Forum and wire reports, Published July 20 2010
While others are downsizing, NDSU to expand herds
With expanding research facilities, NDSU expects to increase the numbers of animals used for teaching and research.
“We’re actually holding the same and even increasing,” Farm Operations Manager Gerry Erickson said. “It looks pretty promising this year.”
Other universities in the country are looking for ways to cut costs during tight economic times, but NDSU has been able to stave off any price-based livestock cuts, crediting cost-saving measures such as raising feed instead of purchasing it and employing students.
“I think the reason we’ve done quite well is we stay pretty efficient,” Erickson said. “We know where every penny goes.”
NDSU has about 2,000 cows, sheep and pigs, as well as about 1,400 acres used to grow feed.
The school recently cut back the number of sheep due to space limitations, but other than that, numbers haven’t fluctuated much over the years, Erickson said.
Since last year’s dip in milk and hog prices, prices have rebounded. That on top of a good growing season, he said, have kept things stable.
That’s not the case elsewhere, though.
At the University of Vermont, the fields and long red barns will soon house fewer cows as low milk prices, high costs and budget cuts have forced the university to sell its herd.
The sales are taking place despite growing enrollment in agriculture programs. The herds are mainly used for faculty research.
The University of Vermont plans to sell its 255 Holsteins and have faculty do their work on private farms that could be paid $20,000 a year for three years, said Tom Vogelmann, dean of UVM’s College of Agriculture and Life Sciences. The farmers would benefit from the added income while researchers would have access to more cows, possibly in more modern facilities.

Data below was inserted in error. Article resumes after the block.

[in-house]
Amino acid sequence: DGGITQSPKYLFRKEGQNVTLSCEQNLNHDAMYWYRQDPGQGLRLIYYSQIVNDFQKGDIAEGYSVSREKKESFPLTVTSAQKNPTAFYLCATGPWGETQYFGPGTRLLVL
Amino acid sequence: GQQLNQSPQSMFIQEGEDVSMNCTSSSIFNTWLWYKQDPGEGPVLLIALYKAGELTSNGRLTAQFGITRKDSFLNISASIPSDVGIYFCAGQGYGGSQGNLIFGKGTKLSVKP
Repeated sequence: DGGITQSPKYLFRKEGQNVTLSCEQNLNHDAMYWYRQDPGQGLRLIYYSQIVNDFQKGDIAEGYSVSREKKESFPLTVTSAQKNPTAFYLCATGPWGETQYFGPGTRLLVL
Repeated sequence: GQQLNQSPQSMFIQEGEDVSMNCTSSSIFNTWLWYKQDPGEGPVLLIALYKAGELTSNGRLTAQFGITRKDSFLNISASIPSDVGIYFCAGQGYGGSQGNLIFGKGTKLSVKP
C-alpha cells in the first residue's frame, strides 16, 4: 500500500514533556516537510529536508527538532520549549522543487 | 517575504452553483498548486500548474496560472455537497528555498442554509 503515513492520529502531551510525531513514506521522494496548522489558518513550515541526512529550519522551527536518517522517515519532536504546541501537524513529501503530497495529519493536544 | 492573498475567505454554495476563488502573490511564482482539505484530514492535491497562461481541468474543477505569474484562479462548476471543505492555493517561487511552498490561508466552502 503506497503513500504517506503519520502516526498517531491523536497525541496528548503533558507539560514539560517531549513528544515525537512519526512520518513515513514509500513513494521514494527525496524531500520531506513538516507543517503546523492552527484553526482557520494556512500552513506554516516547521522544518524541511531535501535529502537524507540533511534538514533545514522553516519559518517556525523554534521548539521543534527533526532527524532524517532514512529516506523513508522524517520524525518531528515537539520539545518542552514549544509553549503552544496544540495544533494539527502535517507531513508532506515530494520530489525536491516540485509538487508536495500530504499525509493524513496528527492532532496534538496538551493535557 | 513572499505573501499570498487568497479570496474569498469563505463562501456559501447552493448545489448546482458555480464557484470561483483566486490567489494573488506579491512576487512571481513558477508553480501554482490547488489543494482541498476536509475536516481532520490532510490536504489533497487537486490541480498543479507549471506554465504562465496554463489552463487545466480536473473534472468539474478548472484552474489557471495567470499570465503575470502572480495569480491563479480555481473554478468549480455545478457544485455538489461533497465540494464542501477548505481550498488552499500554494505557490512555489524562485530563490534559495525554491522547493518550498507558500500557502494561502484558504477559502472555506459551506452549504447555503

“We’re really excited because we feel that this is really a new model that land-grant institutions can work toward,” Vogelmann said.
Most land-grant universities face similar challenges, he said, as the cost of keeping animals increases faster than the price of milk or state funding.
A minority of schools are discontinuing their herds, but all institutions are looking at the costs of keeping their animals, said Jim Linn, vice president of the American Dairy Science Association.
“It is a major cost, and we try and offset some of those costs through research and teaching dollars, but again, it’s more costly than plant sciences,” said Linn, who is department head for animal science at the University of Minnesota, which, like Michigan State University, is selling one of three herds.
Cows also will go on the auction block at the University of Kentucky, which hopes to reduce its herd from about 140 animals to about 100 by September.
Along with being squeezed by low milk prices and costly upkeep, the school has run out of room to spread manure as other agriculture programs expand, said Nancy Cox, director of the Kentucky Agricultural Experiment Station and associate dean for College of Agriculture.
Kentucky had hoped to move its herd to a new facility at Eastern Kentucky University about 30 minutes away, but money isn’t available right now to build it, Cox said.
“We are losing money,” she said.
While the universities aren’t into dairying to make money, many sell their milk to try to recoup some of their costs.
“Certainly the economy that’s affected dairy farming in general has affected us and it’s not sustainable,” Cox said.
On top of that, states have been reducing funding for land-grant universities for about 20 years or longer, said Paul Hassen, a spokesman for the Association of Public and Land-grant Universities. That has only accelerated with the budget problems in many states.
Forum reporter Kelly Smith contributed to this article